herself. The vulgar observe no resemblances or discrepancies
but such as are gross and glaring. The science of mind, to
which history, poetry, biography serve as the materials,
consists in the discernment of shades and distinctions,
where the unenlightened discover nothing but a shapeless
and unmeaning mass. The faculty for this discernment dis-
tinguishes genius from dulness. 1 There are passages in
the production before us, which afford instances of just and
rapid intuition belonging only to intelligences that possess
this faculty in no ordinary degree. As a composition the
book is far from faultless. Its abruptness and angularities

1 Compare Shelley's words respecting himself in a letter to Godwin,
December II, 1817 : — "I am formed, if for anything not in common
with the herd of mankind, to apprehend minute and remote distinctions
of feeling, whether relative to external nature or the living beings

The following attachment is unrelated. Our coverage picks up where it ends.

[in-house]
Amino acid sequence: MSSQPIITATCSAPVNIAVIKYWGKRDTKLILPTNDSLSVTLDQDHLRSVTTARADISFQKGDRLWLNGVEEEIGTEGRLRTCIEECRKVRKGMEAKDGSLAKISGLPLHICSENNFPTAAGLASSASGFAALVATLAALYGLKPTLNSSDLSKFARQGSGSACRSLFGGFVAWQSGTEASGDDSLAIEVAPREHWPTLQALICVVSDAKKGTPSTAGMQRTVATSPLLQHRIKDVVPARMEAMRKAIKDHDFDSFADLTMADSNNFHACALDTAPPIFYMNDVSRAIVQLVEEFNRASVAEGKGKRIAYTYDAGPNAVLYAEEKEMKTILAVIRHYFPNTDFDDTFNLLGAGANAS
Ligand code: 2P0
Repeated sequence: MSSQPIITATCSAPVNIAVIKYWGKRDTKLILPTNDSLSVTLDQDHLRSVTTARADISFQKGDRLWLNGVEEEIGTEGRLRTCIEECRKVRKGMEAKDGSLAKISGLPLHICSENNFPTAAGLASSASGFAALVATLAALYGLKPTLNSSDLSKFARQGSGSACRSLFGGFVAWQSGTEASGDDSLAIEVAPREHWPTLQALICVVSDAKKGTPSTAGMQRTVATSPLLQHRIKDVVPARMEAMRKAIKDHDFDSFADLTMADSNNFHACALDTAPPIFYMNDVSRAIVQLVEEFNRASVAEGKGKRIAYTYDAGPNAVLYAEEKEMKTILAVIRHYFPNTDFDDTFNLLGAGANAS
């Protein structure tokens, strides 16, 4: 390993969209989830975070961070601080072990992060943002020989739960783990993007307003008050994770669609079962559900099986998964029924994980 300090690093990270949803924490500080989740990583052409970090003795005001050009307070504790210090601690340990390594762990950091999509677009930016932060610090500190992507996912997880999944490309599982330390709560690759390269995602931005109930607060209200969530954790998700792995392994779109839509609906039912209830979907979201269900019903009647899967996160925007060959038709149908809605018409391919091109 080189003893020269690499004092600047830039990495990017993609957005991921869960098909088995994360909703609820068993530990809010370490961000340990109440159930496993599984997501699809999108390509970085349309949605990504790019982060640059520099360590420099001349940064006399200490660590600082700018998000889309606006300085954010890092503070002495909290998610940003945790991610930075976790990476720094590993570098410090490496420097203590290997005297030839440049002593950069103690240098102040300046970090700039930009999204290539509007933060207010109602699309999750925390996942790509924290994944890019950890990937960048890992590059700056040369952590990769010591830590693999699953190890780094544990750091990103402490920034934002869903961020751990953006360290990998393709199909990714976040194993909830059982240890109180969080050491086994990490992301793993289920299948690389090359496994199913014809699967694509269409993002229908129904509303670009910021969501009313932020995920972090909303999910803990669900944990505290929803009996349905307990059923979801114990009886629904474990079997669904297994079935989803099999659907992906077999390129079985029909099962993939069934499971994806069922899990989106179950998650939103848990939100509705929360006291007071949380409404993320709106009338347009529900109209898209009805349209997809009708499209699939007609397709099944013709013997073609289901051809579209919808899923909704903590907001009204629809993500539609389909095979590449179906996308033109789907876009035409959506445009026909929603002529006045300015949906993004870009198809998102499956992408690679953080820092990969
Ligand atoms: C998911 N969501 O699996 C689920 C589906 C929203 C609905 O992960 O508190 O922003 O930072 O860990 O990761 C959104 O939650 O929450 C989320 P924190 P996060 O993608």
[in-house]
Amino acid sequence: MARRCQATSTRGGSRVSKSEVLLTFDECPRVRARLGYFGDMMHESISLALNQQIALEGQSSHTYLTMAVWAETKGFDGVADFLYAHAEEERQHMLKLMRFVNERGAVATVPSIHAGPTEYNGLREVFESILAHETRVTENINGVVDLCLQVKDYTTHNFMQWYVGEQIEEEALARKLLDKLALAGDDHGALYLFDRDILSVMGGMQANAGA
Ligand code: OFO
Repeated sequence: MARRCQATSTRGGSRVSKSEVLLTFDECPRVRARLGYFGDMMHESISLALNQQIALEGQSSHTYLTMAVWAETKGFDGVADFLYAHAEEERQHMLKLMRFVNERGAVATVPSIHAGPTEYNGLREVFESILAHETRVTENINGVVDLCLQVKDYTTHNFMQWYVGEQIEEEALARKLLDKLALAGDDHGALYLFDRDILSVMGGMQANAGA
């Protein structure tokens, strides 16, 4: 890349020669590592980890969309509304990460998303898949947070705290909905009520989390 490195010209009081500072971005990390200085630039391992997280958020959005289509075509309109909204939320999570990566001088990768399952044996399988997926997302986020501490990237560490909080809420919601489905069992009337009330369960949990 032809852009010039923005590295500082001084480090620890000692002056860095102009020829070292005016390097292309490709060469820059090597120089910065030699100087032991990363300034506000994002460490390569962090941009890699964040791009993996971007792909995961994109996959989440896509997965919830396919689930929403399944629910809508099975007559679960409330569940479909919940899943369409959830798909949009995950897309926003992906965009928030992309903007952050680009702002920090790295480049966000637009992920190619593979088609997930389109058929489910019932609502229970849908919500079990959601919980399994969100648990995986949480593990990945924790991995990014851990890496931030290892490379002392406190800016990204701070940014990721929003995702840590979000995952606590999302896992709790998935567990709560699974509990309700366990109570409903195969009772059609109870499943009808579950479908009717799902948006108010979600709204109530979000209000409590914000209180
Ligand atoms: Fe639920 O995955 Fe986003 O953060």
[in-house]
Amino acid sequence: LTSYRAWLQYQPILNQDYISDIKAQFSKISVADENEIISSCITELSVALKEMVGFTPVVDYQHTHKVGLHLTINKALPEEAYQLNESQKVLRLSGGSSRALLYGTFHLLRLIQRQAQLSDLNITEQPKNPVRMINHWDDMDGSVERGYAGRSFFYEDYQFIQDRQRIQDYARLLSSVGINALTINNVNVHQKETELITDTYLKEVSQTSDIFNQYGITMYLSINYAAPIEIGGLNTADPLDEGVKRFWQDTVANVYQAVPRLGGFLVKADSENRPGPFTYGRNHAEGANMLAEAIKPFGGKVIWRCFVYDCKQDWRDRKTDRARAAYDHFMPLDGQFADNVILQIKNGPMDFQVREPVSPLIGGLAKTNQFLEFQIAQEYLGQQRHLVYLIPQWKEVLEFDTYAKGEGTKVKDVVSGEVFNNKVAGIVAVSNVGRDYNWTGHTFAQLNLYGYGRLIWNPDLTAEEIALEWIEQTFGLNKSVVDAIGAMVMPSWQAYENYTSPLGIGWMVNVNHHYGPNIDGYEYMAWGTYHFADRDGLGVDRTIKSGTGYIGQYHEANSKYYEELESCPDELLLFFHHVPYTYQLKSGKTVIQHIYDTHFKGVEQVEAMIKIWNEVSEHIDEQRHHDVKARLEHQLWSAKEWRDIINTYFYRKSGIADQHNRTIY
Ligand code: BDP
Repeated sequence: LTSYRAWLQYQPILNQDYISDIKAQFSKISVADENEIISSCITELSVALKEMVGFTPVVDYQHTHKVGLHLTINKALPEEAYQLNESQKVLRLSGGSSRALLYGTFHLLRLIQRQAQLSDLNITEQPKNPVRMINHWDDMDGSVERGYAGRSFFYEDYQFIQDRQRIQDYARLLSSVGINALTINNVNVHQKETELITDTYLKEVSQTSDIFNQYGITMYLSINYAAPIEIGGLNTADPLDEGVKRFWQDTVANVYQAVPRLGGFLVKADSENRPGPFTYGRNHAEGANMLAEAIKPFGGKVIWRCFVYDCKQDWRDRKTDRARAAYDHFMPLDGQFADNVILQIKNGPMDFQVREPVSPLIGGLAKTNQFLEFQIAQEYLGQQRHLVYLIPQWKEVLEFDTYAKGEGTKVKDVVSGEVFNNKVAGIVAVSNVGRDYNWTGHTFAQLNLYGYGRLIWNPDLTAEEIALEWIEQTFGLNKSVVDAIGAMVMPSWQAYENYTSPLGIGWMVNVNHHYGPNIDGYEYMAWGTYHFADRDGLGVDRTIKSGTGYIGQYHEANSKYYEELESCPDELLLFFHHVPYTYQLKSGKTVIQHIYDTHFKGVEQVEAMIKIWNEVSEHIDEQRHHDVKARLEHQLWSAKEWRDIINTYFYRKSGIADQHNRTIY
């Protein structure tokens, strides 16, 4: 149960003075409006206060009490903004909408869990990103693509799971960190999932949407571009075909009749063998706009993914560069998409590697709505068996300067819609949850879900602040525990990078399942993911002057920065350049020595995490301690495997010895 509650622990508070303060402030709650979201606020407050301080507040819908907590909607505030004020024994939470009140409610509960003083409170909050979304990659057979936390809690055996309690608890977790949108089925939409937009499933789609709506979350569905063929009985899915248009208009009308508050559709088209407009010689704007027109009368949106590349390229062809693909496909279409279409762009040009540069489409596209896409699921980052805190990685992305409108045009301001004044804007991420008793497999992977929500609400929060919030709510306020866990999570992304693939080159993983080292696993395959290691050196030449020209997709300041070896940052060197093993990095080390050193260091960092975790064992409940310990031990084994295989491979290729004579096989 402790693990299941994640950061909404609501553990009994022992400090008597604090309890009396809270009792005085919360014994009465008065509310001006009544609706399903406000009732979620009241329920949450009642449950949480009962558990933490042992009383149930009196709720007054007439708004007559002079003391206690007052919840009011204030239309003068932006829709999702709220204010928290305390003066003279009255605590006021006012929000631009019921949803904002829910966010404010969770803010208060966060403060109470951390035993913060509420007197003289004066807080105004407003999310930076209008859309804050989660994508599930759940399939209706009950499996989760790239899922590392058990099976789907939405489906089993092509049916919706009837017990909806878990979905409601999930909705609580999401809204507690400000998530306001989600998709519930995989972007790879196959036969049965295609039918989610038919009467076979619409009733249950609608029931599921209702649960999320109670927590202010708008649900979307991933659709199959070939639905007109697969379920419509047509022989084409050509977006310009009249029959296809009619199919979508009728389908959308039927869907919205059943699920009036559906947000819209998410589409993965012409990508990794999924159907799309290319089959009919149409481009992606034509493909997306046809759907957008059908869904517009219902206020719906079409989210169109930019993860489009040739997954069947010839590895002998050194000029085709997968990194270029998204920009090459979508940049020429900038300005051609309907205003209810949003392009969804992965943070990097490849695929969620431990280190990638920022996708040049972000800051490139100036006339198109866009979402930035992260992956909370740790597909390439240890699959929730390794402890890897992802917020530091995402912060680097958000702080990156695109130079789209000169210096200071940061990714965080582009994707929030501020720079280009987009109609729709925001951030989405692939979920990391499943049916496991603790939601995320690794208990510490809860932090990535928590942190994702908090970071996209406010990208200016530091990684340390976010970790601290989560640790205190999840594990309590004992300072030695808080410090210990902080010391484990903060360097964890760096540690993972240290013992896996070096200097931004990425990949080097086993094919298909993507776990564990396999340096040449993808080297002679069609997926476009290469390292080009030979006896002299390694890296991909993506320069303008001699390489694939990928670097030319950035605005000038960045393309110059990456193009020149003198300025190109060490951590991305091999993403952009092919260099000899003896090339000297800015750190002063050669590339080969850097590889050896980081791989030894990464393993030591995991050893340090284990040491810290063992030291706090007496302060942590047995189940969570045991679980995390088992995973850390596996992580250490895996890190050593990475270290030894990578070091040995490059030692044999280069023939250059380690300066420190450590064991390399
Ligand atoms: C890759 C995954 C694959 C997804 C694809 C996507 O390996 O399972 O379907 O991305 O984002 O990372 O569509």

which surround us, and to communicate the conceptions which result
from considering either the moral or the material universe as a
whole." — E. D.


do not appear to have received the slightest polish or
correction. The author has written with fervour, but has
disdained to revise at leisure. These errors are the errors
of youth and genius, and the fervid impatience of sensibilities
impetuously unburthening their fulness. The author is
proudly negligent of connecting the incidents of his tale.
It appears more like the recorded day-dream of a poet, not
unvisited by the sublimest and most lovely visions, than the
tissue of a romance skilfully interwoven for the purpose of
maintaining the interest of the reader, and conducting his
sympathies by dramatic gradations to the denouement. It
is what it professes to be, a memoir, not a novel. Yet its
claims to the former appellation are established only by the
impatience and inexperience of the author, who, possessing
in an eminent degree the higher qualifications of a novelist,
we had almost said a poet, has neglected the number by
which that success would probably have been secured,
which, in this instance, merits of a far nobler stamp have
unfortunately failed to acquire."

Readers of Hogg's " Life of Shelley " think of the
writer as a clever man of the world, witty and
ingenious, a hater of crotchets and abstractions and
theory-mongers, an enjoyer of the good things of
life, and, above all, of a good story — in brief, as the
reverse in almost every way of " the divine poet,"